UPPER WEST SIDE — Sugar & Plumm, the controversial Upper West Side candy store that opened Thursday, will cate not only to kids with a sweet tooth but grown-ups as well — offering cocktails and even a stroller valet for weary moms.
The shop on Amsterdam Avenue and 78th Street — which drew the ire of the Landmarks Preservation Commission and parents, who thought it would encourage obesity among the neighborhood's children — will offer drinks, including wine, starting at lunchtime in its restaurant.
And in addition to a bakery, free Wi-Fi cafe, candy store, gelateria and sundae counter, gift shop and birthday spot, the store will also be offering a stroller valet to give a hand to the new moms that shop there.
"If your child is sleeping and you want to pull the stroller right up to the table, you can. If you want to get it out of the way, you can check it," Chief Operating Officer Edward Rosenthal said.
The stroller valet will work just like a coat check. Parents will be given a ticket and their stroller will be taken and folded up in the back of the restaurant while they eat.
"Unlike at other places, nobody is going to make a face at you here if you ask about bringing your stroller inside or storing it," Rosenthal said.
Sugar & Plumm, whose flagship is based in Paramus, N.J., first presented its design plans to the city in December 2011 and was ordered by the Landmarks Preservation Commission told it to "tone down" its design, calling it "cutesie" and "tarted up,"
The LPC approved a new plan, designed by David Rockwell and based in part on a vintage photograph of the storefront, in January.
Residents worried the store would suburbanize the Upper West Side, known for its eclectic eateries, and feel like another mall store.
"I hope they prove to be a good neighbor," wrote Schatsky.
In late July, a vandal posted homemade stickers over Sugar & Plumm's facade with the words, “Childhood Obesity,” “Tooth Decay,” “Juvenile Diabetes” and “Drunk Nannies," the West Side Rag reported.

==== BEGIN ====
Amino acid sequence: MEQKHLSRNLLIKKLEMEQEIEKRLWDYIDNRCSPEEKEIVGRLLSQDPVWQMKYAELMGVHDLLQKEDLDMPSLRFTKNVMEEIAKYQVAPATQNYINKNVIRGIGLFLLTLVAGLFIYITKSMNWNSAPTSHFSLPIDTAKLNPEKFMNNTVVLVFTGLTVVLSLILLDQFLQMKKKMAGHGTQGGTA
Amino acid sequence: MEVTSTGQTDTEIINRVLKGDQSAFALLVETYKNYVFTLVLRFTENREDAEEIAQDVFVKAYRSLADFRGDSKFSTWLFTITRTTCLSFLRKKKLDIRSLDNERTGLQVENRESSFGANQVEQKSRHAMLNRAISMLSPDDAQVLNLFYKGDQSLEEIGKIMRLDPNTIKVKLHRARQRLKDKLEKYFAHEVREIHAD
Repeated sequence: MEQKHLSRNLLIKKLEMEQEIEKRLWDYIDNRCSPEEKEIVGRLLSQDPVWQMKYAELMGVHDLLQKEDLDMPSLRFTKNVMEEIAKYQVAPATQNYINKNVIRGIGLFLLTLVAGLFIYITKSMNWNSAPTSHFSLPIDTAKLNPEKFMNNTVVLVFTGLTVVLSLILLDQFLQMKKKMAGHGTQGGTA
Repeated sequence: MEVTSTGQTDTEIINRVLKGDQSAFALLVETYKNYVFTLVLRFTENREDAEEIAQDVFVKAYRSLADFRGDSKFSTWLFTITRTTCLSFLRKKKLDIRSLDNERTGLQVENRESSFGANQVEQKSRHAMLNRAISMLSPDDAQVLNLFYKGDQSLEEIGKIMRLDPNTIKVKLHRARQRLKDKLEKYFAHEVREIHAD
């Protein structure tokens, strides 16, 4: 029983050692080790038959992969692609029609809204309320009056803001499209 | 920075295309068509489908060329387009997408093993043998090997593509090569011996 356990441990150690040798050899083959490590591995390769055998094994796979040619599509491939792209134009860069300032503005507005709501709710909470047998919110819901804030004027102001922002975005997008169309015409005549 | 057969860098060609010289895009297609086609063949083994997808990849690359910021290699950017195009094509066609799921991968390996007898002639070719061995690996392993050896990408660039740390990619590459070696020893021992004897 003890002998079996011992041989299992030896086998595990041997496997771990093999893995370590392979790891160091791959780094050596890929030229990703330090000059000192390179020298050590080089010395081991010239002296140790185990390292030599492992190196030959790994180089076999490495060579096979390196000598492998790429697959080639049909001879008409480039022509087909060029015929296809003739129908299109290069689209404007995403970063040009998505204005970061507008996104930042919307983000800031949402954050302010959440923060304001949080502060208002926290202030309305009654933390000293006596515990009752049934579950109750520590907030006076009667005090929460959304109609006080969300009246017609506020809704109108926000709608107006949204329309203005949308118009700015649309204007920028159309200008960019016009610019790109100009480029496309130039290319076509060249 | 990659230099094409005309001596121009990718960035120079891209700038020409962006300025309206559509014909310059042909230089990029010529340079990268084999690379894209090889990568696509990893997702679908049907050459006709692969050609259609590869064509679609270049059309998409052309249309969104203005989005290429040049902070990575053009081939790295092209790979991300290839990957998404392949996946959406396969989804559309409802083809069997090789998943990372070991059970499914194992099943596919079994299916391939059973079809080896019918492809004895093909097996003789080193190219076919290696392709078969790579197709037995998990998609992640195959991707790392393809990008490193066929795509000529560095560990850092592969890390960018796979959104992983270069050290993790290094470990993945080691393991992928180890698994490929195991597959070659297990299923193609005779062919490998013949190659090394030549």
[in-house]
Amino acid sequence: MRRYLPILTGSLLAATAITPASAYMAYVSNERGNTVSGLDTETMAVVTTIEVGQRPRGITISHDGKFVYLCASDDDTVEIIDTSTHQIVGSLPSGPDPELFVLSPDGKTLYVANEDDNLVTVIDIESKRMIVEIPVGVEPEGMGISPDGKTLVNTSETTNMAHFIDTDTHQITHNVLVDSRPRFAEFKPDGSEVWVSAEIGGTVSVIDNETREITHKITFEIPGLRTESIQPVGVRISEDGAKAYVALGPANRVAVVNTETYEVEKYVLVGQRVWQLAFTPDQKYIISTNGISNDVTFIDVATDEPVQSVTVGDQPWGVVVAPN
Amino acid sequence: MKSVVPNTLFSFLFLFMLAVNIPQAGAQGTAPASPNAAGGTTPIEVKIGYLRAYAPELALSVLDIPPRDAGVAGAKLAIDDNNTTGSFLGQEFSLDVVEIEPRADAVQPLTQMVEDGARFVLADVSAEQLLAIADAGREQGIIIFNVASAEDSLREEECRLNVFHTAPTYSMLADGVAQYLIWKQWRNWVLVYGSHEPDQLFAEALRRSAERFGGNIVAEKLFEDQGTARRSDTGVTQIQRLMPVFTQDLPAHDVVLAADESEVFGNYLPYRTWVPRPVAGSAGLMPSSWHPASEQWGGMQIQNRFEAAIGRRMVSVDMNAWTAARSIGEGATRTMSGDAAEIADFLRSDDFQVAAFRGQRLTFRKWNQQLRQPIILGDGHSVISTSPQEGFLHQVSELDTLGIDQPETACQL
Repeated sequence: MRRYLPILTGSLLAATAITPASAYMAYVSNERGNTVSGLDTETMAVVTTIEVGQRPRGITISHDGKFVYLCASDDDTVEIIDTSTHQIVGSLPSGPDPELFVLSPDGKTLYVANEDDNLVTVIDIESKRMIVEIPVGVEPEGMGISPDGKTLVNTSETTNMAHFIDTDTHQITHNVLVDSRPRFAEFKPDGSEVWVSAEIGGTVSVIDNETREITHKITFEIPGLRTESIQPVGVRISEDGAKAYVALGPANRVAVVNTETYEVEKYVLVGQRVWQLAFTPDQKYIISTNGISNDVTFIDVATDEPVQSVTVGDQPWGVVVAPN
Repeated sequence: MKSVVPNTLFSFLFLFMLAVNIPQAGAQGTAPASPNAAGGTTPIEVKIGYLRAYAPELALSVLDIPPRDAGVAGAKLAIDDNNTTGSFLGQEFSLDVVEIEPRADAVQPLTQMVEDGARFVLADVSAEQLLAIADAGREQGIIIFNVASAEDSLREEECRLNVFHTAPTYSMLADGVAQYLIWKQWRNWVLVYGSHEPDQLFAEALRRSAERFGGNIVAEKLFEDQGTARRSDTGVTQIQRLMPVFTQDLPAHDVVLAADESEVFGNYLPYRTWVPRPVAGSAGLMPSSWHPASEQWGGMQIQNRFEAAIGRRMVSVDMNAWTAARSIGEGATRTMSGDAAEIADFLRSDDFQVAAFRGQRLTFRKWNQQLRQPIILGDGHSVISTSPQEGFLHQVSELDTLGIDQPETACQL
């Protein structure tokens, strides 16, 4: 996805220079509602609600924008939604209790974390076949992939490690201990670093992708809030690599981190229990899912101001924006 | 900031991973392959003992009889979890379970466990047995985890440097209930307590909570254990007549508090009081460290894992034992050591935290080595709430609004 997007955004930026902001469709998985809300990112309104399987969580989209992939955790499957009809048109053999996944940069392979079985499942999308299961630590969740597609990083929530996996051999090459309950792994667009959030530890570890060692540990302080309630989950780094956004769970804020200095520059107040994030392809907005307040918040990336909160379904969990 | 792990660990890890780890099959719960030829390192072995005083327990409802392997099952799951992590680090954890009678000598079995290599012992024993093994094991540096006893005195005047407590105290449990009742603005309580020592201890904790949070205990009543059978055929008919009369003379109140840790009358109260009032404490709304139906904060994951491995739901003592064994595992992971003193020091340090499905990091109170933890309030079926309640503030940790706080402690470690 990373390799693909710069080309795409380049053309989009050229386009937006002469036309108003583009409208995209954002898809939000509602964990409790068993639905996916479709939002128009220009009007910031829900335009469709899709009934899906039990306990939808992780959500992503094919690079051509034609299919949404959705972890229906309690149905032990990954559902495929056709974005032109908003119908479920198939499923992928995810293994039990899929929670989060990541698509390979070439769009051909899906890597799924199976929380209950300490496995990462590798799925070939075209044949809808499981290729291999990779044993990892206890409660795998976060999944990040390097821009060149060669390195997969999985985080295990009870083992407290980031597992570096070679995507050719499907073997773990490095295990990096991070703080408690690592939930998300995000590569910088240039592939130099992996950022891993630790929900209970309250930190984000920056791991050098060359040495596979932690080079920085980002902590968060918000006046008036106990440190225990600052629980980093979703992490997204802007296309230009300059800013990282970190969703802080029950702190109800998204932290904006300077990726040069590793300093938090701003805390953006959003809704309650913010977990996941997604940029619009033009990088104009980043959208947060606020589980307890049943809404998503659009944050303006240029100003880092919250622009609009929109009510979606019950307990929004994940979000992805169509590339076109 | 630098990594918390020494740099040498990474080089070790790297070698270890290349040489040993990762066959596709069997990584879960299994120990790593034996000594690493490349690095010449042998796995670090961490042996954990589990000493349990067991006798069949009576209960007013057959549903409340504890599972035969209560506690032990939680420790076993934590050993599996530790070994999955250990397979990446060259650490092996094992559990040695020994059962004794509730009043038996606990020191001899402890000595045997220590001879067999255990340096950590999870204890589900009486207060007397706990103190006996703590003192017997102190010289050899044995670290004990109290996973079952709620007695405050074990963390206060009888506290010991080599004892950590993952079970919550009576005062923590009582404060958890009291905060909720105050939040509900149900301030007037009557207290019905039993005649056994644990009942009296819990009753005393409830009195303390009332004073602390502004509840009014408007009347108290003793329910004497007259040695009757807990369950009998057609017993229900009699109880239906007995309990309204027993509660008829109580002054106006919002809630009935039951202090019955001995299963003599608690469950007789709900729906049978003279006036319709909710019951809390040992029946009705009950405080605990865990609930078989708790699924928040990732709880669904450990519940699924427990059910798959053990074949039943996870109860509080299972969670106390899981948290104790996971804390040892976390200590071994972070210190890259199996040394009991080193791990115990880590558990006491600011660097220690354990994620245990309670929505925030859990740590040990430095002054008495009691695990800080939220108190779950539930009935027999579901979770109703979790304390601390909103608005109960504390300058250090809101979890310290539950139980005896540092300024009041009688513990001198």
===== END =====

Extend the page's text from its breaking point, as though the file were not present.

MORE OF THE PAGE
Rosenthal chalked this up to one angry individual and explained the neighborhood's less than welcoming response to "fear of the unknown."
On Thursday, Rosenthal was happy with the stream of customers and well-wishers he encountered.
"I think — from what I can see — that people have uniformly embraced us. We've been under siege with people asking us when we're opening," said Rosenthal.
Rosenthal, a former Upper West Sider, is also a father of two. He said he and his wife would have loved having something like Sugar & Plumm nearby.
"There aren't a lot places where both the parents and kids can go and either party's experience is not marginalized," he said.
Passersby stopped to look over the menu and look in at the 4,300-sq.-foot business.
"It's huge! Wow!" remarked Hugh Moore, 33, a local resident who strolled by with Amanda Kagiwada, 25.
"I'm glad to see they have regular food as well as sweets. It actually looks really appealing," he said, stopping to look at the menu to the left of the lollipop-handled doorway.
Moore was particularly impressed by the Fog City Burger, which featured roasted cubanelle salsa verde, New York muenster and a fried duck egg.
Linda Sargent, 56, stopped to take in the new spot after finishing a workout at her gym.
"I didn't expect this at all," she said. "It's bigger than I thought it would be and it looks exciting and inviting."